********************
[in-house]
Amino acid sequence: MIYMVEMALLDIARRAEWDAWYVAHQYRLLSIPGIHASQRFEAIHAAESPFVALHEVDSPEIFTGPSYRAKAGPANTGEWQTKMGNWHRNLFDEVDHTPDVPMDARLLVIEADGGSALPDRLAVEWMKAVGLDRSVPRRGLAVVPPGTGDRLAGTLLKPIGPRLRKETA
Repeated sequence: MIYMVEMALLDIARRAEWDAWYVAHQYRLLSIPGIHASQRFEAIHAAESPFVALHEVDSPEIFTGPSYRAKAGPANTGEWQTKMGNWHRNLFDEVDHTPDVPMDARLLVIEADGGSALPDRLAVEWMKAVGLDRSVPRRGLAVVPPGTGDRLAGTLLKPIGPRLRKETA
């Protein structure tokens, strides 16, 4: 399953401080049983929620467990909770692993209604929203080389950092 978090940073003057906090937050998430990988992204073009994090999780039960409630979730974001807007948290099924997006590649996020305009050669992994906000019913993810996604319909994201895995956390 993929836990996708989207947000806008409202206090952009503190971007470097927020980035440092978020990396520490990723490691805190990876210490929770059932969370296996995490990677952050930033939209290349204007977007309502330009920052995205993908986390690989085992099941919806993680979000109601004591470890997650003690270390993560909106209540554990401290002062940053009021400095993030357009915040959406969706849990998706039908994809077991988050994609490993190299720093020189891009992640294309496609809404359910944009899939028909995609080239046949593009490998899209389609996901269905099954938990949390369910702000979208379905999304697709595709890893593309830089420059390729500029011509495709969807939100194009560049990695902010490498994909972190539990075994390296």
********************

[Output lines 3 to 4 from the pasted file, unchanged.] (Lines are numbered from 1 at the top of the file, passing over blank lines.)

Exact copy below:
Repeated sequence: MIYMVEMALLDIARRAEWDAWYVAHQYRLLSIPGIHASQRFEAIHAAESPFVALHEVDSPEIFTGPSYRAKAGPANTGEWQTKMGNWHRNLFDEVDHTPDVPMDARLLVIEADGGSALPDRLAVEWMKAVGLDRSVPRRGLAVVPPGTGDRLAGTLLKPIGPRLRKETA
């Protein structure tokens, strides 16, 4: 399953401080049983929620467990909770692993209604929203080389950092 978090940073003057906090937050998430990988992204073009994090999780039960409630979730974001807007948290099924997006590649996020305009050669992994906000019913993810996604319909994201895995956390 993929836990996708989207947000806008409202206090952009503190971007470097927020980035440092978020990396520490990723490691805190990876210490929770059932969370296996995490990677952050930033939209290349204007977007309502330009920052995205993908986390690989085992099941919806993680979000109601004591470890997650003690270390993560909106209540554990401290002062940053009021400095993030357009915040959406969706849990998706039908994809077991988050994609490993190299720093020189891009992640294309496609809404359910944009899939028909995609080239046949593009490998899209389609996901269905099954938990949390369910702000979208379905999304697709595709890893593309830089420059390729500029011509495709969807939100194009560049990695902010490498994909972190539990075994390296």